“To my mind, the greatest reward and luxury of travel is to be able to experience everyday things as if for the first time, to be in a position in which almost nothing is so familiar it is taken for granted.” ― Bill Bryson

Ho Chi Minh City, Vietnam

Ho Chi Minh City, Vietnam


Bustling, vibrant, sprawling, exciting—Ho Chi Minh City is a haven for those who love that big city feel. As busy at night as it is during the day, you are instantly overwhelmed with places to see and foods to taste, from museums and palaces to markets and street food stalls.

More than that, it’s a perfect base for day trips to the Mekong Delta, the Cu Chi Tunnels and Cat Ba, or Monkey Island. You might approach Ho Chi Minh City with the standard three-day itinerary but, fair warning, you could easily fill five.

Ho Chi Minh City at night.

Before 1976 and the unification of Vietnam, Ho Chi Minh City was known as Saigon and, for those who fought for the south during the war, it's still fondly recalled that way. Of course, the Vietnamese capital has had a tumultuous history, as has the rest of the country.

The city was captured by Vietnamese nobles to cut Cambodia off from its trading port in the Mekong Delta. Their victory ensured a couple of hundred years of prosperity before the French colonials invaded during the mid 1800s, causing massive unrest throughout the country.

Then the Vietnam War (or American War, depending on your vantage point) broke out in 1955, with the communist Viet Cong led by Ho Chi Minh from the North fighting the capitalists from the South. Up to two million Vietnamese civilians lost their lives before Ho Chi Minh’s forces drove a tank through the gates of the presidential palace in Saigon, declaring victory over the South and claiming the entire country as theirs.

It's important to grasp this basic outline as the deep scars of the war and international influence (and intervention) are still very much visible in the day to day life in Ho Chi Minh City.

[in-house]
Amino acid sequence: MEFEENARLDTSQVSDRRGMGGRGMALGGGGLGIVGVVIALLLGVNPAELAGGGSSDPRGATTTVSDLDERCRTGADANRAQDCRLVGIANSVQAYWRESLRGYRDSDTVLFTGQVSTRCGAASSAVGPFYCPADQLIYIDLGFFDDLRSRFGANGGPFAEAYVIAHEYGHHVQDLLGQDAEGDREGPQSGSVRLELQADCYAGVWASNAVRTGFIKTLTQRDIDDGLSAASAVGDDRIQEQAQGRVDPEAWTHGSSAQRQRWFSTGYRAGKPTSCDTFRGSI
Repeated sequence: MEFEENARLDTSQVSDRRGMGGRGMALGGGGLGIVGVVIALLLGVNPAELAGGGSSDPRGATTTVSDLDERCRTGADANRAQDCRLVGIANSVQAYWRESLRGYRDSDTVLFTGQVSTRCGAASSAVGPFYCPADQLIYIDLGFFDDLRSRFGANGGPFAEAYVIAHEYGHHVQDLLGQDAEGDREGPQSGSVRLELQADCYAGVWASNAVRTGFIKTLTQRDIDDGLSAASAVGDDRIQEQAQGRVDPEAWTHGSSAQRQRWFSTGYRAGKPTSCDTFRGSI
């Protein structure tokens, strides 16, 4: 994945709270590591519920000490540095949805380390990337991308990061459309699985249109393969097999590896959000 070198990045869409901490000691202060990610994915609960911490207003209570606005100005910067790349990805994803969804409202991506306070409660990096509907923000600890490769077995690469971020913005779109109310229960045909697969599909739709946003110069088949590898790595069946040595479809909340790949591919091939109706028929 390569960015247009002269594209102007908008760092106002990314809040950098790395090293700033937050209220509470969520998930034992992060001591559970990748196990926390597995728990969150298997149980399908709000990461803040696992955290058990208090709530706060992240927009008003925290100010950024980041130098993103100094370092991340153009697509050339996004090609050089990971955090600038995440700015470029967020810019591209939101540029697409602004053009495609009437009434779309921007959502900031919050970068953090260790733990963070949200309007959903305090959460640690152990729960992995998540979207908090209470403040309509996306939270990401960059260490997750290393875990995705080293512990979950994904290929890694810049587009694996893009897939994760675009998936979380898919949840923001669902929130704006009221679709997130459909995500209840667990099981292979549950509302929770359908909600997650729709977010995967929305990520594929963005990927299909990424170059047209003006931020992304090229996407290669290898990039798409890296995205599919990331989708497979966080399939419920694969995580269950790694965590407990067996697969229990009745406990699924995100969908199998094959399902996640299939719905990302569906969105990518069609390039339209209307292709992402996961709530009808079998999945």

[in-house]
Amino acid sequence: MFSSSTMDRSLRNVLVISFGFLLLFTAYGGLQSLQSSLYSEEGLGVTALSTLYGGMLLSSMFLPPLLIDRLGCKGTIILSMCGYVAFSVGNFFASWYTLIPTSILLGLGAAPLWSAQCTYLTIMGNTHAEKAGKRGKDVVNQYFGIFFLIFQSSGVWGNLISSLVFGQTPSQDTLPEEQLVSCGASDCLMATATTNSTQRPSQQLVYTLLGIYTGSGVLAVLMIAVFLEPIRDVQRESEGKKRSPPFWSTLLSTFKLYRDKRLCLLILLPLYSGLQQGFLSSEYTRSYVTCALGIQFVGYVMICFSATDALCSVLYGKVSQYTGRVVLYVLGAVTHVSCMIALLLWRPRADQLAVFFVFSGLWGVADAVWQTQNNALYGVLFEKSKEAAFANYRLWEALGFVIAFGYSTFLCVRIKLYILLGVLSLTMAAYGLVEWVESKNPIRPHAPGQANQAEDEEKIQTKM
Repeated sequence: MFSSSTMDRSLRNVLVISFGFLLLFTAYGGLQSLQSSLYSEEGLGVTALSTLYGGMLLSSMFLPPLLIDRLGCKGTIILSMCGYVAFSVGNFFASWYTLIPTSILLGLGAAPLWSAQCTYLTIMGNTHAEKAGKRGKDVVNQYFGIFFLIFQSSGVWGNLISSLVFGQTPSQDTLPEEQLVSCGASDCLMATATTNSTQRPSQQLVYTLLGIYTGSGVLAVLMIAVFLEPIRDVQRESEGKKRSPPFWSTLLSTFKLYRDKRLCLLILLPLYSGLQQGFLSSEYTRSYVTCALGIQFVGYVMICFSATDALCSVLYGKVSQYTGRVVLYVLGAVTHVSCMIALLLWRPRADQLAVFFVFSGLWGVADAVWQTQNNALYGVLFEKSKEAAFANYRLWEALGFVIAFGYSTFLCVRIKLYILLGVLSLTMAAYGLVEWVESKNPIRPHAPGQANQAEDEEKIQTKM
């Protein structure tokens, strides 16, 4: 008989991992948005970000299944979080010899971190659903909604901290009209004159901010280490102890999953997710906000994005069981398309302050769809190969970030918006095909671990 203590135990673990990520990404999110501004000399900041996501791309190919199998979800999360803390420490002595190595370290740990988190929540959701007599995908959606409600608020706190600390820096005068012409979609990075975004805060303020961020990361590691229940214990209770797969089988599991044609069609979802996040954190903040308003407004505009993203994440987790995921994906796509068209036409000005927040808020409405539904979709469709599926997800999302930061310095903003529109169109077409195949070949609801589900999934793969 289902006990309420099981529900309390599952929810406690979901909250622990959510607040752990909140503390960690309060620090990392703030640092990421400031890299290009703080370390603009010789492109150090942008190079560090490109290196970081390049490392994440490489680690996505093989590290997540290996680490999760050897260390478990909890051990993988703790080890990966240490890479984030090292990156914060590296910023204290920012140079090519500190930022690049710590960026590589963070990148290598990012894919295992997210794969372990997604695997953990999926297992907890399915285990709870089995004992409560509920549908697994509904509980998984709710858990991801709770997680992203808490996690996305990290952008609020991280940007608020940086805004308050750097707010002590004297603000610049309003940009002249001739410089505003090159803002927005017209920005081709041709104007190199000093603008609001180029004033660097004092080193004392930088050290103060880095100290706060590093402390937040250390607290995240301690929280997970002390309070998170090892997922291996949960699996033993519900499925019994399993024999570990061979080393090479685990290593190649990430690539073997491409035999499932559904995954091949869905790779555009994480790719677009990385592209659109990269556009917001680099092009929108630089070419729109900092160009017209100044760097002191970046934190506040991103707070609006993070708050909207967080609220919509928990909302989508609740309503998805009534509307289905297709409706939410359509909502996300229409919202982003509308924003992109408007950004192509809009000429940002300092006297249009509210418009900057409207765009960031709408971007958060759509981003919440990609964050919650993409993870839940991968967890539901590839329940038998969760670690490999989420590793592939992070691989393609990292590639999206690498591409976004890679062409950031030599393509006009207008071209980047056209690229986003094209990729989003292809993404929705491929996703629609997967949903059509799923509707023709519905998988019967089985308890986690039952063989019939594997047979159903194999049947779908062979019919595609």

History is written by the victors, and in no place is that more clear than the city’s museums, painting the war as a struggle for unification, rather than the violent oppression of half the country. There are two side to every story and living in Ho Chi Minh City are some locals who quietly feel the war was lost and not won. 

Take all explanatory plaques with a pinch of salt, basically.


Sights to see in Ho Chi Minh City

  • Bến Thành Market: Fresh produce, clothing and hot food are on offer. Haggling for purchases is commonplace - and sometimes essential - but do bear in mind the exchange rate: USD$1 is worth approximately ₫24,000. 
  • War Remnants Museum: Prepare yourself as this museum provides a graphic display of the impacts of war.
  • Independence (or Reunification) Palace: Be sure to make it to the basement for a look at the telecommunications centre - a true snapshot of history.


Day Trips to Take

  • Mekong Delta Floating Markets: These tours often require an overnight stay, so be sure to plan your itinerary accordingly.
  • Cu Chi Tunnels: Just one hour from Ho Chi Minh City, a tour through the Cu Chi Tunnels will provide more background to the war that still haunts the country.


Places to Eat

  • Quan Ngon 138: Try the fried fish and crispy spring rolls.
  • Bún Bò Huế 31 MĐC: Tuck into a bowl of bún bò huê.
  • Tous Les Jours bakery: On the go breakfasts of French pastries including chicken croissants and blueberry cheese bread.
  • Pho Quan: Order the rare beef pho and cafe sua da.
  • Quan Bui: A modern take on Vietnamese classics.


Places to Drink

  • Bui Vien Street: Settle into a plastic stool and swap some spare change for cool, refreshing beers in the lively backpacker district.
  • Pasteur Street Brewing: Saigon is not short of trendy bars and restaurants and this is just one of them.

Planning to spend some time in Vietnam? Read through my two week itinerary for a holiday in Vietnam.

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